The defender appealed to the Court of Session.

Lord Justice-Clerk. — There are two grounds on which the
Sheriff's judgment is assailed, first, that the pursuer had no right to
be where he was, and that, therefore, the obligation of the owner of
the dog was not so strong as it would otherwise have been, and
second, that the owner took all reasonable precautions to restrain
this dog, and that the chain having broken from unsuspected causes,
he was discharged from all responsibility. In regard to the first
ground, I do not think that the evidence bears out the contention.

The second question is more important, and if the liability oi
the defender depended on his having taken reasonable precautions
to restrain the dog I should think that he had very good grounds to

But that view depends, I think, on a misapprehension of the
true principle of his duty. It seems agreed that where an owner of
a dog has no reason to suppose that it is ferocious the mere fact
that it has turned out to be so would not make him liable for any-
ih'ing it has done; the dog has in fact the privilege of one worry.
J}y t when the ferocity of the dog is quite well known to the owner
his obligation is not on e of reasona ble rare, but not to keep the dog
'aFall, unless he does it in such a way as to make it perfecdx_securj£,_
ThT"distinction is most clear, and therefore the owner of the dog
keeps it entirely at his own risk. He does not undertake that he
will restrain the animal, but he must restrain, and, if he does not,


he will be responsible for its acts. The following passage in Lord
Hale's Pleas of the Crown shews the distinction clearly, for under
the old English law what will save a man from a criminal prosecu-
tion will not save him from a civil action of damages. He says, —
"li a man have a beast, as a bull, cow, horse, or dog, used to hurt
people, if the owner know not his quality he is not punishable, but
if the owner be acquainted with his quality, and keeps him not u"?]
from doing harm, and the beast kills a man, by the ancient Jewish
law the owner was to die for it. ... H the owner have notice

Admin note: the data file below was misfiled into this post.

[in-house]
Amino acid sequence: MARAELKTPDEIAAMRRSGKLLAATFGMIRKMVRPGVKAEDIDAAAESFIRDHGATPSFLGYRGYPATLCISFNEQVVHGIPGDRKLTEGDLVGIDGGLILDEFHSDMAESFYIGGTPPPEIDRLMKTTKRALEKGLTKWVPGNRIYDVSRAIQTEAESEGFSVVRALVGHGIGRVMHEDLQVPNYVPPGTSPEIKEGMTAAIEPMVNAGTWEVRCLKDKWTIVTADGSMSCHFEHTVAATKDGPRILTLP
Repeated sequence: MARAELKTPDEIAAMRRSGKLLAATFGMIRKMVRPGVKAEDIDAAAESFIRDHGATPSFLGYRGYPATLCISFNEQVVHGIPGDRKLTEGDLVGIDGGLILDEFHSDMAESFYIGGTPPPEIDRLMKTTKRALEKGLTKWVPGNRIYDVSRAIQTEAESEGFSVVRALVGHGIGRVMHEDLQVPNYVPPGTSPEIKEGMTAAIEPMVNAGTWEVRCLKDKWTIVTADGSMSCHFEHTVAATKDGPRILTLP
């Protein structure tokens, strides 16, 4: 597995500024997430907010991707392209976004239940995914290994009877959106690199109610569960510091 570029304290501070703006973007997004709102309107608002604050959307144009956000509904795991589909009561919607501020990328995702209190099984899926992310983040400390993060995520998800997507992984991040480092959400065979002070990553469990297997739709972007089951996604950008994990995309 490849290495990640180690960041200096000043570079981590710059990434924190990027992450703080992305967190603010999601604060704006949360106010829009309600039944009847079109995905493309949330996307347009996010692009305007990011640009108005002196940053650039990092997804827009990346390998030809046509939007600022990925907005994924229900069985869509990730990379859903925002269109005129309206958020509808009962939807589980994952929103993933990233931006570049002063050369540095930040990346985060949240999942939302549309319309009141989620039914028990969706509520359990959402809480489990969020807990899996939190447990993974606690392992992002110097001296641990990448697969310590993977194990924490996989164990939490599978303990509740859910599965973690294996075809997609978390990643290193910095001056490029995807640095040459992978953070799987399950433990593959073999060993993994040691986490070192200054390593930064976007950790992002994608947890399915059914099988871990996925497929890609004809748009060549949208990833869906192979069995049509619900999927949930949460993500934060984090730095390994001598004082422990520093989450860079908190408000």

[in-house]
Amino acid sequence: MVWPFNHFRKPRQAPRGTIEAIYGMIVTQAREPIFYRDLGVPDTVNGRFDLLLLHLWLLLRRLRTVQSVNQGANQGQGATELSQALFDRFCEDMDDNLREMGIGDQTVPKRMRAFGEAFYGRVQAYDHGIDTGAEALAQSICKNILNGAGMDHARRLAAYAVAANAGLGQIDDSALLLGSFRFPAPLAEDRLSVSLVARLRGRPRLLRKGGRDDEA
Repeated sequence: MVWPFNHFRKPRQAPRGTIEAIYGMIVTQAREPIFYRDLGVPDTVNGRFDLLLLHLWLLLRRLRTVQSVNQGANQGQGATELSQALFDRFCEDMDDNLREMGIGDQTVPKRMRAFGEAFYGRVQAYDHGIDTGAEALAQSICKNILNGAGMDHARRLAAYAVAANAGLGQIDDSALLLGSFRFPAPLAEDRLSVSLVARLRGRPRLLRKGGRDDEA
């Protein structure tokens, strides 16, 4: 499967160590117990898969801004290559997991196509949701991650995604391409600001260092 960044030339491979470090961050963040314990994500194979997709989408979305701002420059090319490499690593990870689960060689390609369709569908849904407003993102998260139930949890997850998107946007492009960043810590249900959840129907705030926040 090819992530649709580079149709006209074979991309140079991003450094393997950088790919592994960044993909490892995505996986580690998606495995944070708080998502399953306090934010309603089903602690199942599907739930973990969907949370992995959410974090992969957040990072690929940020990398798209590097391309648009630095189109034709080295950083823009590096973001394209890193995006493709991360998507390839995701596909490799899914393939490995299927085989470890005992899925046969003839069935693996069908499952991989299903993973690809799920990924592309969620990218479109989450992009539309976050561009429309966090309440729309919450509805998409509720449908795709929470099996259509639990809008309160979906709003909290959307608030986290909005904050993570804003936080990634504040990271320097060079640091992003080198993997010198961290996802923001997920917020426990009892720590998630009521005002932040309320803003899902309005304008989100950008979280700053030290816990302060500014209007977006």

of the quality of his beast, and it doth anybody hurt, he is charge-
able with an action for it. Though he have no particular notice that
lie did any such thing before, yet if it be a beast that is fercr naturcc,
as a lion, a bear, a wolf, yea even an ape or monkey, if he geti
loose and do harm to any person, the owner is liable to an action for
the damage, and so I knew it adjudged in Andrew Baker's case.
whose child was bit by a monkey that broke his chain and got loose.
And therefore in case of such a wild beast, or in case of a bull or
cow that doth damage where the owner knows of it, he must at
his peril keep him up safe from doing hurt, for though he use his
diligence to keep him up, if he escapes and do harm the owner is
liable to answer damages.^ But as to the point of felony, if the
owner have notice of the quality of the ox, &c., and use all due
diligence to keep him up, yet the ox breaks loose and kills a man, f
this is no felony in the owner, but the ox is a deodan d. But if he v^
did not use that due diligence, but through negligence the beast goes ^
abroad, after w?,rning or notice of his condition, and kills a man,
I think it is manslaughter in the owner."

That precisely covers the case here, and brings out the distinc-
tion clearly between a man doing what is lawful in a neglectful
manner, and a man doing what is unlawful, except on the condition
of taking all the risk on himself.

Lord Young. — I entirely concur; and I think the case is very
important. The Sheriff-substitute finds as a matter of fact "that the
said dog was of a most savage character, and that it had bitten
several people;" and the Sheriff finds that the dog was "a powerful
and ferocious dog." Now, there is no necessity for a man to keep
an animal of this kind — dangerous to human beings; there is no
more necessity for him to keep it than there is to keep a wild animal.
He may lawfully keep it, but he keeps it at his own risk; he is not
only bound and obliged to use diligence, or, as the Sheriff-substitute
says, "to take precautions which are reasonably sufficient" to restrain
the dog; but the risk shall be entirely his, and the precautions he

^Accord: May v. Burdett, 9 Ad. and E. N. S. (Q. B.) 101 0846), in
which it was held that a declaration need not allege, in addition to the de-
fendant s knowledge of tiie vicious character of the animal (in this case, a
monkey), any negligence in failing to properly secure it; Lord Denman say-
ing, p. Ill, "The gist of the action is keeping the animal after knowledge of
its mischievous propensities"; Card v. Case, 5 C. B. (M. G. and S.) 622
('S48): Jackson v. Smithsou, 15 M. and W. 562 (1846); Mann v. U'eiand.
Gl* Pa. 243 (1875); Muller v. McKesson, et a!., 73 N. Y. 195 (1878), and